“Wow.” That’s pretty much the word first time attendees at BIO’s annual convention use, a lot. With over 17,000 people from 49 states and 67 countries in attendance, and expo booths bigger and more plentiful than you can likely imagine, “wow” is what the convention does.
The BIO International Convention is hosted by Biotechnology Innovation Organization (BIO). BIO represents more than 1,100 biotechnology companies, academic institutions, biotechnology centers and related organizations across the United States and in more than thirty other nations.
This year, the massive convention was held in Philadelphia, home of CRBF President, Kristin Smedley. Kristin documented her attendance to give you an up close look at the convention and a bit of a window into how the CRBF networks to advance our mission.
First, the fun part of the convention: the Expo Center! Kristin’s says, “It. Was. Massive.” You have likely been to an expo style event before with booths big and small, right? The BIO Expo Center was filled with massive structures representing every country! Some were so big they had a stage in the “booth” for presentations. Others had configurations of couches, tables, and chairs for meetings. Many had snack bars and drink buffets. And much to Kristin’s delight, many had coffee stations!
Since Pennsylvania was the host of the convention, Life Sciences PA, the only life sciences trade association in Pennsylvania, hosted one of the biggest “pavilions” in the Expo Center. In the picture you can see the massive space full of functional meeting areas for people to get together. Kristin held several meetings there and it ended up being her “base camp” to meet up with rare disease advocacy colleagues from all over the country.
One of the most informative meetings Kristin held at that pavilion was with Advanta, a life sciences branding and marketing company. Kristin was captivated by Advanta’s knowledge of the life sciences work and passion to help companies and organizations build a brand and tell their story effectively to spread their missions more efficiently. Kristin and Steph (Advanta’s CEO) talked at length about using things like websites, media and literature to effectively spread a mission. Stay tuned for more on this meeting.
The biggest opportunity Kristin had while at the Life Sciences PA pavilion was only about 3 minutes long. Kristin got to meet and chat with the Governor of Pennsylvania, Tom Wolf. Kristin reports that that 3 minutes of incredible face time with the Governor was a testament to the power of being a part of an extraordinary organization. Imagine the scene: hundreds of people are in and around the pavilion when the Governor walks in with his staff, security, photographers, etc. A swarm of people gather as the CEO of Life Sciences PA welcomes him and they start chatting. Tons of people from the industry want a few minutes with the Governor. Many of them got that time.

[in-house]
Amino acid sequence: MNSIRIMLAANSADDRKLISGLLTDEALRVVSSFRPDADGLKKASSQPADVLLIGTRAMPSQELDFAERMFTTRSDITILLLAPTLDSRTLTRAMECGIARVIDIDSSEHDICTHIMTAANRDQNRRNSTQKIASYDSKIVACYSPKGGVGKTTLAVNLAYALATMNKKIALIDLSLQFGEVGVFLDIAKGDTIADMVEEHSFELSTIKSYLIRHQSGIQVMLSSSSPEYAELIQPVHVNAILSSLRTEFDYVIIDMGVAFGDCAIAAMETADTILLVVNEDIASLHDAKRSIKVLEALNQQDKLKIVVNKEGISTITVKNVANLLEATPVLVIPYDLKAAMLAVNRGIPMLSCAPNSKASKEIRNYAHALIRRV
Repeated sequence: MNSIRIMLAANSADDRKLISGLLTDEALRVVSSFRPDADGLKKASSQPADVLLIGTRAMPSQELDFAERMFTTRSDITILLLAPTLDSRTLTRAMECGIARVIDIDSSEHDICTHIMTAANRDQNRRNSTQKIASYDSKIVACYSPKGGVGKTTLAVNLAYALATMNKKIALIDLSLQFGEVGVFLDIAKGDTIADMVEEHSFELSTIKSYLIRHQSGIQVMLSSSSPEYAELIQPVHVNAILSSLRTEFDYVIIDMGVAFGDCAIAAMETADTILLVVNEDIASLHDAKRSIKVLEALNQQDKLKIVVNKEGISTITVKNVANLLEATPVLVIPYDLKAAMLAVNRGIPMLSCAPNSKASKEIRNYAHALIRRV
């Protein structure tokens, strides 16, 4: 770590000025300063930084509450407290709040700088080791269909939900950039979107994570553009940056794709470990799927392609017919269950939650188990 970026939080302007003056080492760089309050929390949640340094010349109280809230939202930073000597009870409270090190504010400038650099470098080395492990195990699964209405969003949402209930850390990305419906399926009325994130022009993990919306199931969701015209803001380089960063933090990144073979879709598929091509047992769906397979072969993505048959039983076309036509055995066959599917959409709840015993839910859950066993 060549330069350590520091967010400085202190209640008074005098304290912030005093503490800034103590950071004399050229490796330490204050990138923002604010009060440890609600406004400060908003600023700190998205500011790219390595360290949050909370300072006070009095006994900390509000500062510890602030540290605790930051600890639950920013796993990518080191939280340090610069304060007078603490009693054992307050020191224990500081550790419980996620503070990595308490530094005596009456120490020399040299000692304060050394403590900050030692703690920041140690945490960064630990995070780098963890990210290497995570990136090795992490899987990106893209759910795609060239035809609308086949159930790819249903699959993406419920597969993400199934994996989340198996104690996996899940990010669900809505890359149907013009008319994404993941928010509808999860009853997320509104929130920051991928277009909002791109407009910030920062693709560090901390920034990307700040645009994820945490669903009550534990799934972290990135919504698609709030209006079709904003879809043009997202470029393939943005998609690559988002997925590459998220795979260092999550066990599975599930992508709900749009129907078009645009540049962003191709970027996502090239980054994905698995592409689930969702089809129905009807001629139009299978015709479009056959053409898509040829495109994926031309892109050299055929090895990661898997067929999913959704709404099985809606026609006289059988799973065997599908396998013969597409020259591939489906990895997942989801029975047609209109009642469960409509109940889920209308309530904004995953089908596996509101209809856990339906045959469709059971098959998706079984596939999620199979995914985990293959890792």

But an interesting thing happened. You see, there is a lot of talk in this field about all of the work being “about the patient.” But so many times the patient is left out of pretty much everything. Things are getting better, and there are organizations and companies that are models of true patient centered work. Life Sciences PA is one of those organizations. CEO Chris Molineux saw Kristin Smedley standing in the crowd trying to get a minute with the Governor. He politely steered a few folks away and announced that while he was so proud of all the work being done in Pennsylvania, it is nothing without the patients we serve. Then, he introduced the Governor to Kristin, and she had a great conversation with him, thanking him for what is going well in PA in terms of the education of blind children. She then offered to talk with him at a later time about where she sees the need for a few improvements. The Governor was quite interested to learn more. Stay tuned for that follow up meeting.
There were thousands of presentations, meet ups and connections at BIO 2019 and CRBF was involved in a lot of them. You’ll be seeing the impact of this convention on our work in the coming months. It was an extraordinary opportunity to be there and connect our mission to those that can help us grow.
If you would like to discuss ways to help our mission grow in research, fundraising, advocacy or outreach to the CRB1 patients, please send an email to firstname.lastname@example.org